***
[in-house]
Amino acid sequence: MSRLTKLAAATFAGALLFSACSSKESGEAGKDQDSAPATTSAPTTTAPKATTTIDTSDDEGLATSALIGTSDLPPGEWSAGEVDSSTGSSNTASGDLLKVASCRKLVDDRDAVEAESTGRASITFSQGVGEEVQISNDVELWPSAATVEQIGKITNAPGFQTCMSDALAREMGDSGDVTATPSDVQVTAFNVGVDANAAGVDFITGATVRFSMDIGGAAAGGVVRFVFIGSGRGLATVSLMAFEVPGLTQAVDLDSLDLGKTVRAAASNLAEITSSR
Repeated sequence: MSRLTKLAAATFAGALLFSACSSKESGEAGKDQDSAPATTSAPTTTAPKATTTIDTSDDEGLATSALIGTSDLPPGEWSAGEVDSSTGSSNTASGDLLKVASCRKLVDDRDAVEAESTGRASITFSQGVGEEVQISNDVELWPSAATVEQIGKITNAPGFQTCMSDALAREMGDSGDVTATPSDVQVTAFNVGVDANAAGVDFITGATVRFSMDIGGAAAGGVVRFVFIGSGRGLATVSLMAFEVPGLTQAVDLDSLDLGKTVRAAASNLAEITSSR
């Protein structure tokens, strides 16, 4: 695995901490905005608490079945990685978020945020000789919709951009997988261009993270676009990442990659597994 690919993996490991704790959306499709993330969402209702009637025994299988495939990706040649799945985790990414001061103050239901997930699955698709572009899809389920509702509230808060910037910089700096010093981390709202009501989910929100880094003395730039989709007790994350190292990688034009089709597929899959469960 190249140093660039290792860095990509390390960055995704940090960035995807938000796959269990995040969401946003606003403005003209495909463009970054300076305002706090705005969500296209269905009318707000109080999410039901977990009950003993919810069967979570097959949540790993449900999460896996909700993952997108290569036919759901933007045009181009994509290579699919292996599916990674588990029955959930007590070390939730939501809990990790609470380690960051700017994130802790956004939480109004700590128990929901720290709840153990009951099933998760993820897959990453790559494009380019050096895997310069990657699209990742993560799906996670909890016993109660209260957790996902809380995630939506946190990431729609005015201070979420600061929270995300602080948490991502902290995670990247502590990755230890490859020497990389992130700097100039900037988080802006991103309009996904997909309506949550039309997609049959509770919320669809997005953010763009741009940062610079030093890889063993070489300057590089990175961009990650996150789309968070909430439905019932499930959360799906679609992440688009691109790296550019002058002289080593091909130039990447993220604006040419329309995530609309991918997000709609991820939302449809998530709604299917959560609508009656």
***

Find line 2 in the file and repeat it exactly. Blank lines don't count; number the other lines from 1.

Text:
Amino acid sequence: MSRLTKLAAATFAGALLFSACSSKESGEAGKDQDSAPATTSAPTTTAPKATTTIDTSDDEGLATSALIGTSDLPPGEWSAGEVDSSTGSSNTASGDLLKVASCRKLVDDRDAVEAESTGRASITFSQGVGEEVQISNDVELWPSAATVEQIGKITNAPGFQTCMSDALAREMGDSGDVTATPSDVQVTAFNVGVDANAAGVDFITGATVRFSMDIGGAAAGGVVRFVFIGSGRGLATVSLMAFEVPGLTQAVDLDSLDLGKTVRAAASNLAEITSSR